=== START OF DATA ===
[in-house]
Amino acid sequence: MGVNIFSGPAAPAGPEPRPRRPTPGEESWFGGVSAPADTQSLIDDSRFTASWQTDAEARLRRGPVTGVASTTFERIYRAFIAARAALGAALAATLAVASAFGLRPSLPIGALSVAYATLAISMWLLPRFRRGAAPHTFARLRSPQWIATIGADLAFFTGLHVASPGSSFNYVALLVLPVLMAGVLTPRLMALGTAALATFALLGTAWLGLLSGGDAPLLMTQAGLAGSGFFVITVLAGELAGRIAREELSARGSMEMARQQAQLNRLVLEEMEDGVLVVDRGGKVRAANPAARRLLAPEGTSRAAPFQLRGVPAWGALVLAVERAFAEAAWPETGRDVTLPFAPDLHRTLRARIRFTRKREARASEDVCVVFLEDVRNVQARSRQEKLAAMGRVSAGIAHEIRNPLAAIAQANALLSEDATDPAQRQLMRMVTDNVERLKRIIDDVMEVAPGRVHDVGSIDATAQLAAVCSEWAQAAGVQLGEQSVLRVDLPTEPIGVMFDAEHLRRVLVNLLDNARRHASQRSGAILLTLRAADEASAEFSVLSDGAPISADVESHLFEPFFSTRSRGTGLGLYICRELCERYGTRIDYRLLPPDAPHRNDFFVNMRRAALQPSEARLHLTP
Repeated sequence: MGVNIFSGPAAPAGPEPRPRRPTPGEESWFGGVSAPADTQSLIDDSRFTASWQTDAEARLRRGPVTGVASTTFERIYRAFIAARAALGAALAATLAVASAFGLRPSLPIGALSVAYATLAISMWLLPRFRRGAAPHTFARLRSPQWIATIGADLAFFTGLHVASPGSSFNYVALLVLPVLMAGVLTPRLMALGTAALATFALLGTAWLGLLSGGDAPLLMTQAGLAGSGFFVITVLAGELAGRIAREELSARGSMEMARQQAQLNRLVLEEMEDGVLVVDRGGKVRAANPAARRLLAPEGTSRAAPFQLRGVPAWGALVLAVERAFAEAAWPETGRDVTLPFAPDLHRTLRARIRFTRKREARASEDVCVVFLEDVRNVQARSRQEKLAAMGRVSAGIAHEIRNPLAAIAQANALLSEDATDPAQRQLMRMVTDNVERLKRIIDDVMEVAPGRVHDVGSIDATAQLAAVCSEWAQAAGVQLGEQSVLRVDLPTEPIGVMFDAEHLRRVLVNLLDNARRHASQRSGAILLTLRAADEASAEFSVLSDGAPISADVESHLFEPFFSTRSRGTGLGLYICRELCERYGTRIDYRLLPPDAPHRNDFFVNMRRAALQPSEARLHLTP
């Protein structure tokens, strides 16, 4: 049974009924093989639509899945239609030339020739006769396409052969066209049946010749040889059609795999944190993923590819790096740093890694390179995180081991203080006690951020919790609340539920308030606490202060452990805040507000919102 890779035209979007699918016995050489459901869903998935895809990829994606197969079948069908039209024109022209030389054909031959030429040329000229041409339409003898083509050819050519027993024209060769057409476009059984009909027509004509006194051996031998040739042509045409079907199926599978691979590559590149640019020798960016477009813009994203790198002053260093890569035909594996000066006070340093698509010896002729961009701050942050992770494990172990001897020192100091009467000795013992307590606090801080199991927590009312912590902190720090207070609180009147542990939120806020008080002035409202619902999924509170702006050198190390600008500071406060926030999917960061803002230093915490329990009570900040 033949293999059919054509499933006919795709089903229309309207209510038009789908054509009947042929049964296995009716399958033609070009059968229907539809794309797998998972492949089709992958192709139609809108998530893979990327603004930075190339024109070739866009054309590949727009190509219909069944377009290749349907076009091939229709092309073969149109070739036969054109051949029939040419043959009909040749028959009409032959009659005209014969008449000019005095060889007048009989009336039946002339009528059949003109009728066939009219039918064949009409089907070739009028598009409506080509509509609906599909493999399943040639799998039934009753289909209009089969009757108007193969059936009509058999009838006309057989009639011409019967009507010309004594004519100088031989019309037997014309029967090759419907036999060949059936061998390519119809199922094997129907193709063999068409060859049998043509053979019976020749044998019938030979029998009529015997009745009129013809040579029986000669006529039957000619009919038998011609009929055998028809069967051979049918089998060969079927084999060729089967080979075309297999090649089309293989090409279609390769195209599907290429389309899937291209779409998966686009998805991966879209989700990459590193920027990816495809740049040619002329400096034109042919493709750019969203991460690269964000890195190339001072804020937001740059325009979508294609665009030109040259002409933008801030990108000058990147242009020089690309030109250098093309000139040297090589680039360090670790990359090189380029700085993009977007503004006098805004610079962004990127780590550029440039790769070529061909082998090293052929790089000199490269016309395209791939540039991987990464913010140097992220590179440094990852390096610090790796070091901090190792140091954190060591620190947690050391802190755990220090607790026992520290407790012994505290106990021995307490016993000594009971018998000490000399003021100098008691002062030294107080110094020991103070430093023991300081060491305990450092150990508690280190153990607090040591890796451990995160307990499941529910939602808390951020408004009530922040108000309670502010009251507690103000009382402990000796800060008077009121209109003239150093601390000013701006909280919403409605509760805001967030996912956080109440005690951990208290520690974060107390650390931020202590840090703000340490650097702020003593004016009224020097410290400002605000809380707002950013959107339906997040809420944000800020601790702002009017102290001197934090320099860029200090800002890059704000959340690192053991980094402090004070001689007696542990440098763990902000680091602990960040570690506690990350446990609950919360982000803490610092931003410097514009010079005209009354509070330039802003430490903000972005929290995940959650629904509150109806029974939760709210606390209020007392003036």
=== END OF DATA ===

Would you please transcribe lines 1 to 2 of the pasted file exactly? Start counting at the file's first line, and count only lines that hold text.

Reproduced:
[in-house]
Amino acid sequence: MGVNIFSGPAAPAGPEPRPRRPTPGEESWFGGVSAPADTQSLIDDSRFTASWQTDAEARLRRGPVTGVASTTFERIYRAFIAARAALGAALAATLAVASAFGLRPSLPIGALSVAYATLAISMWLLPRFRRGAAPHTFARLRSPQWIATIGADLAFFTGLHVASPGSSFNYVALLVLPVLMAGVLTPRLMALGTAALATFALLGTAWLGLLSGGDAPLLMTQAGLAGSGFFVITVLAGELAGRIAREELSARGSMEMARQQAQLNRLVLEEMEDGVLVVDRGGKVRAANPAARRLLAPEGTSRAAPFQLRGVPAWGALVLAVERAFAEAAWPETGRDVTLPFAPDLHRTLRARIRFTRKREARASEDVCVVFLEDVRNVQARSRQEKLAAMGRVSAGIAHEIRNPLAAIAQANALLSEDATDPAQRQLMRMVTDNVERLKRIIDDVMEVAPGRVHDVGSIDATAQLAAVCSEWAQAAGVQLGEQSVLRVDLPTEPIGVMFDAEHLRRVLVNLLDNARRHASQRSGAILLTLRAADEASAEFSVLSDGAPISADVESHLFEPFFSTRSRGTGLGLYICRELCERYGTRIDYRLLPPDAPHRNDFFVNMRRAALQPSEARLHLTP